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Turns out they’re Rodins that will soon be installed in the B. Gerald Cantor Sculpture Garden, which lies just below them. I got a closer look at the pair when I visited with Robert Irwin yesterday to discuss the sculpture garden for a future post. Irwin determined the placement of the sculptures and is also extending the palm garden into this area. More on that to come. For now, here he is surveying his work on Thursday. (He’s the one in the middle.)

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Allison Agsten


Shadi Ghadirian Refashions the Tutu

March 12, 2009

British fashion icon Bruce Oldfield once said, “Fashion is more usually a gentle progression of revisited ideas.” In the case of nineteenth-century Iran and the French tutu, this certainly holds true. During a trip to Europe, Nasser al-Din Shah, the Qajar dynasty ruler of Iran during the second half of the nineteenth century, attended a ballet performance and found himself captivated by the ballerina’s costumes. He returned home with a prototype in mind. While ballerinas graced the stages of Paris on point, clad in opaque tights and tulle tutus, offstage in Qajar Iran, woman of the Shah’s harem were provided with a reinvented tutu, fitted to their modest haute couture desires hundreds of miles away.

Contemporary Iranian artist Shadi Ghadirian captures this unique twist of style in her Qajar Series (1998), on view on the top floor of the Ahmanson Building through the end of this month. In this series of thirty-three photographs, she dresses friends and family in vintage or remade costumes in the traditional style during the Qajar dynasty, and many of her models fashion a slightly altered version of a tutu. Not stiff and vertical like the customary French tutu, this adaptation is soft and unassuming, draped on top of their Qajar-style clothing. Ghadirian juxtaposes her subjects with everyday objects from the modern world, such as a Pepsi can or a Hoover vacuum, to accompany them in their portraits.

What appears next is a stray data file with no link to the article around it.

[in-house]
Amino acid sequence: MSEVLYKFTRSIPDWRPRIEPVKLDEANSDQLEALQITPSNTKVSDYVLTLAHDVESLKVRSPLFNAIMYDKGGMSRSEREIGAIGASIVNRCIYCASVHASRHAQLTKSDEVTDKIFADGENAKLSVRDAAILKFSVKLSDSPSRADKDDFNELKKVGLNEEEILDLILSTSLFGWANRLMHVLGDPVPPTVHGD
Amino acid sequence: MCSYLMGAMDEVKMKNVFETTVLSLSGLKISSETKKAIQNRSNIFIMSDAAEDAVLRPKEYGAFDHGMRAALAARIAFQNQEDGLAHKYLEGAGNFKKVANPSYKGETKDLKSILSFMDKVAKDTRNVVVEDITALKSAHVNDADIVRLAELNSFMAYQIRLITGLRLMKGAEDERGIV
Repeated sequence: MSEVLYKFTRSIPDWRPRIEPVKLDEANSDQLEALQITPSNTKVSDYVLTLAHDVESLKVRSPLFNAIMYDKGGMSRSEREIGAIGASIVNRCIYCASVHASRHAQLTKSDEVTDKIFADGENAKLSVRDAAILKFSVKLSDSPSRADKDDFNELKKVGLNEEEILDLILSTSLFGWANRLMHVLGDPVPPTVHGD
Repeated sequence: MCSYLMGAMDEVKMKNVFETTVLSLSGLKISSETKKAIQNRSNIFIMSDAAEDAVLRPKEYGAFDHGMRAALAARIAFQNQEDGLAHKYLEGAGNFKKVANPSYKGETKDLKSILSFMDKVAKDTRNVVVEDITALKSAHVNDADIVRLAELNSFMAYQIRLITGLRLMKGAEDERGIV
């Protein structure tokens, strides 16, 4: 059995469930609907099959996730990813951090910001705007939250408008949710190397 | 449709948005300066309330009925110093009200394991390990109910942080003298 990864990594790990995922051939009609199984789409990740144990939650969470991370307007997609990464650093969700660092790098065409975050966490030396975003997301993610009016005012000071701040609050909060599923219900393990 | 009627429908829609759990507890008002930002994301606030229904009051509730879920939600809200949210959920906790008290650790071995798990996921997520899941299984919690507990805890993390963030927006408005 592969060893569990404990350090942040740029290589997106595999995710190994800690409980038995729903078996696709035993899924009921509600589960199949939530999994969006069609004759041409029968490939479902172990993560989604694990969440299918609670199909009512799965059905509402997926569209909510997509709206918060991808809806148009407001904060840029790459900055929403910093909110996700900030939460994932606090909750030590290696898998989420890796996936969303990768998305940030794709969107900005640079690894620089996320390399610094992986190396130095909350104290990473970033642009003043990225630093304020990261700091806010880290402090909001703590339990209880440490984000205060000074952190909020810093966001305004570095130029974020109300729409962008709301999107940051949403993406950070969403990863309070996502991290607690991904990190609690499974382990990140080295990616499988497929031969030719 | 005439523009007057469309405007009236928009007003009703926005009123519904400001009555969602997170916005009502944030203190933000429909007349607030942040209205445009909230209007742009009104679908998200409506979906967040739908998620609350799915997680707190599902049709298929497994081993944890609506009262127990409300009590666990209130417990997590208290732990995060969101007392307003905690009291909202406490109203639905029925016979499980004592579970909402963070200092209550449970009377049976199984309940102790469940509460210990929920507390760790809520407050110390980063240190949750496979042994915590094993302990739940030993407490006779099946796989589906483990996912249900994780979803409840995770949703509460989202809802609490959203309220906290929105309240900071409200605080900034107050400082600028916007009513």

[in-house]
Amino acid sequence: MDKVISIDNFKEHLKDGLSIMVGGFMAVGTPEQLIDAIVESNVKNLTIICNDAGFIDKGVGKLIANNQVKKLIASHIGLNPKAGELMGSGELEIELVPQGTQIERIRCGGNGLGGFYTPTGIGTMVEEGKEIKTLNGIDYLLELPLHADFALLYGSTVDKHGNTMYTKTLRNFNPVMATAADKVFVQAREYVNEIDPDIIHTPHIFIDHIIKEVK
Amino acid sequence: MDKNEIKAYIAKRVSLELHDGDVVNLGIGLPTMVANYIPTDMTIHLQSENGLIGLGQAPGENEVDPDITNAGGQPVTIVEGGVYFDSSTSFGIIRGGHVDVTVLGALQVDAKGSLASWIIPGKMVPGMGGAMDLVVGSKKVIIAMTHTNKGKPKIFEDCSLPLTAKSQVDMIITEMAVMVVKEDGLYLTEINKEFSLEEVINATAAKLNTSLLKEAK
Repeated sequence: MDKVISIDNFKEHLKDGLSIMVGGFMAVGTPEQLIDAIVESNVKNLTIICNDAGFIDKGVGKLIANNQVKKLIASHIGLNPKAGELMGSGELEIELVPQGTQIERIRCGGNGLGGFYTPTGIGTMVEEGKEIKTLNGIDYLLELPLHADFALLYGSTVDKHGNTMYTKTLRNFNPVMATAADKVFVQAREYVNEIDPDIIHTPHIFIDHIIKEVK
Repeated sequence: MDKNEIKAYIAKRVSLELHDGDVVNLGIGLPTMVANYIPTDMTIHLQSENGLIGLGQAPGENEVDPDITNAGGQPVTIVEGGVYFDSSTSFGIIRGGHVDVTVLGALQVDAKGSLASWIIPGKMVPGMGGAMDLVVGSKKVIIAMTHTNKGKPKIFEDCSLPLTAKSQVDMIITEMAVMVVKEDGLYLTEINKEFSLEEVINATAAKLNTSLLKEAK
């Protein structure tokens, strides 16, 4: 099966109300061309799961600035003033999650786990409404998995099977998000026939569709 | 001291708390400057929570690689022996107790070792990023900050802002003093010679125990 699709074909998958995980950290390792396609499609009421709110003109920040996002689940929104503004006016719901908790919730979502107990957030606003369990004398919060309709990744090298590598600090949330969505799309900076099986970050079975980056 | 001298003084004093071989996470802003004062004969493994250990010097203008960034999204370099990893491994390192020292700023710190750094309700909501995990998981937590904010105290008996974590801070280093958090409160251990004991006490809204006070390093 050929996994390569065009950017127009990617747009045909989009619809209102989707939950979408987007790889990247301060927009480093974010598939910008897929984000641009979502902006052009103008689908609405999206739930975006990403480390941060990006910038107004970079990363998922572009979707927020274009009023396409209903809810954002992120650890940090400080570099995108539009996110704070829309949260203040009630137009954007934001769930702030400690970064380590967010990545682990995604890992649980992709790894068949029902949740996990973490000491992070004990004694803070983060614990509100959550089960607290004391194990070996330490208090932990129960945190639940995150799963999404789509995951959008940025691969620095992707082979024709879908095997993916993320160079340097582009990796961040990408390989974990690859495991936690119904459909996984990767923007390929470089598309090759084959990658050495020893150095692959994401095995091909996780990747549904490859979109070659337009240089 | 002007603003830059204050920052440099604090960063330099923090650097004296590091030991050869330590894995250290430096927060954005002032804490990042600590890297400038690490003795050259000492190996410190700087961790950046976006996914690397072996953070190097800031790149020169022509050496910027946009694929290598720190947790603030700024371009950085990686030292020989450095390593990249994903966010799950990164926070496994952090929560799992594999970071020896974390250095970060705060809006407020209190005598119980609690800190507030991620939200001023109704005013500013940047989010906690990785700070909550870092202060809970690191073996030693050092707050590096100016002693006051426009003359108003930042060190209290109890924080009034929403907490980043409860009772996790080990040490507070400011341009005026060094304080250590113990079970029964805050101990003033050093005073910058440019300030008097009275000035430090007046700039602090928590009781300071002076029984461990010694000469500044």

Shadi Ghadirian, Untitled (Qajar series), 1998, purchased with funds provided by the Art of the Middle East Acquisition Fund, Art of the Middle East Deaccession Fund, the Ralph M. Parsons Fund, the Joan Palevsky Bequest by exchange, and Catherine Benkaim, with additional funds provided by Angella and David Nazarian

The result: an image that itself is a contrast of modernity and tradition; of two worlds meeting in a fabricated setting created by the artist. The Qajar-style tutu is, in a sense, a similar creation to Ghadirian’s contemporary portrait series. It is also an intersection of two dissimilar worlds. Moreover, it is a revisited idea and a progression of another’s design. At most, it is duality and contradiction, and at the very least, perhaps it is just fashion.

Jenna Turner, Curatorial Administrator, Art of the Middle East


More on Installing Franz…A Roll of the Dice

March 11, 2009

Franz West had some very specific—and highly unusual—instructions for our exhibition installation team. That’s where the dice rolling comes in…

Allison Agsten